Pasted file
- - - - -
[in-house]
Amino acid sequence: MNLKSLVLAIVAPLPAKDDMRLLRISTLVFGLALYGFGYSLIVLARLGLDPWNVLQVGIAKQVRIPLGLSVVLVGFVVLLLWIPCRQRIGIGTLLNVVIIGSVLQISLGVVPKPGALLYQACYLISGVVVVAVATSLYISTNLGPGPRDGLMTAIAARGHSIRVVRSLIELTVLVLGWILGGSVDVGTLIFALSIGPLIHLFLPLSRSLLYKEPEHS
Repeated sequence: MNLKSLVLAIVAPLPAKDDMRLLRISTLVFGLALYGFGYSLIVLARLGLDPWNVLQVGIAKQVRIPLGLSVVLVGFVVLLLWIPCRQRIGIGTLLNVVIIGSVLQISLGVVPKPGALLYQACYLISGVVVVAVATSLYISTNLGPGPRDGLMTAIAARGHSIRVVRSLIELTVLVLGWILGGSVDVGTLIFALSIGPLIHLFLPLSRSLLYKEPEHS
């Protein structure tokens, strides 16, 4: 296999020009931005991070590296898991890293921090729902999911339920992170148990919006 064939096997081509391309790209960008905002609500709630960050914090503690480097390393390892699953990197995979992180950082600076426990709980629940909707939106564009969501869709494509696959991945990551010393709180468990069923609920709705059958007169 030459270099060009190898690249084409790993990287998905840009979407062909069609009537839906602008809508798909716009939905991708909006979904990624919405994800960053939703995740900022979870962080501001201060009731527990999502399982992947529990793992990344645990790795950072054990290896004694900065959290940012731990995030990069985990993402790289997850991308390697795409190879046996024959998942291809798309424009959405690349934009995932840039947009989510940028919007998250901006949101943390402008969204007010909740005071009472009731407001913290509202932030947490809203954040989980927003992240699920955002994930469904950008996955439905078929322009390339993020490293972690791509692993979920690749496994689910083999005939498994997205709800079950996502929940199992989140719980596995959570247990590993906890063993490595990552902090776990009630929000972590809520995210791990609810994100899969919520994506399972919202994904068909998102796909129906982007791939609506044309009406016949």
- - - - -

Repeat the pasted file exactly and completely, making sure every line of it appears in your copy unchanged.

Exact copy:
[in-house]
Amino acid sequence: MNLKSLVLAIVAPLPAKDDMRLLRISTLVFGLALYGFGYSLIVLARLGLDPWNVLQVGIAKQVRIPLGLSVVLVGFVVLLLWIPCRQRIGIGTLLNVVIIGSVLQISLGVVPKPGALLYQACYLISGVVVVAVATSLYISTNLGPGPRDGLMTAIAARGHSIRVVRSLIELTVLVLGWILGGSVDVGTLIFALSIGPLIHLFLPLSRSLLYKEPEHS
Repeated sequence: MNLKSLVLAIVAPLPAKDDMRLLRISTLVFGLALYGFGYSLIVLARLGLDPWNVLQVGIAKQVRIPLGLSVVLVGFVVLLLWIPCRQRIGIGTLLNVVIIGSVLQISLGVVPKPGALLYQACYLISGVVVVAVATSLYISTNLGPGPRDGLMTAIAARGHSIRVVRSLIELTVLVLGWILGGSVDVGTLIFALSIGPLIHLFLPLSRSLLYKEPEHS
């Protein structure tokens, strides 16, 4: 296999020009931005991070590296898991890293921090729902999911339920992170148990919006 064939096997081509391309790209960008905002609500709630960050914090503690480097390393390892699953990197995979992180950082600076426990709980629940909707939106564009969501869709494509696959991945990551010393709180468990069923609920709705059958007169 030459270099060009190898690249084409790993990287998905840009979407062909069609009537839906602008809508798909716009939905991708909006979904990624919405994800960053939703995740900022979870962080501001201060009731527990999502399982992947529990793992990344645990790795950072054990290896004694900065959290940012731990995030990069985990993402790289997850991308390697795409190879046996024959998942291809798309424009959405690349934009995932840039947009989510940028919007998250901006949101943390402008969204007010909740005071009472009731407001913290509202932030947490809203954040989980927003992240699920955002994930469904950008996955439905078929322009390339993020490293972690791509692993979920690749496994689910083999005939498994997205709800079950996502929940199992989140719980596995959570247990590993906890063993490595990552902090776990009630929000972590809520995210791990609810994100899969919520994506399972919202994904068909998102796909129906982007791939609506044309009406016949």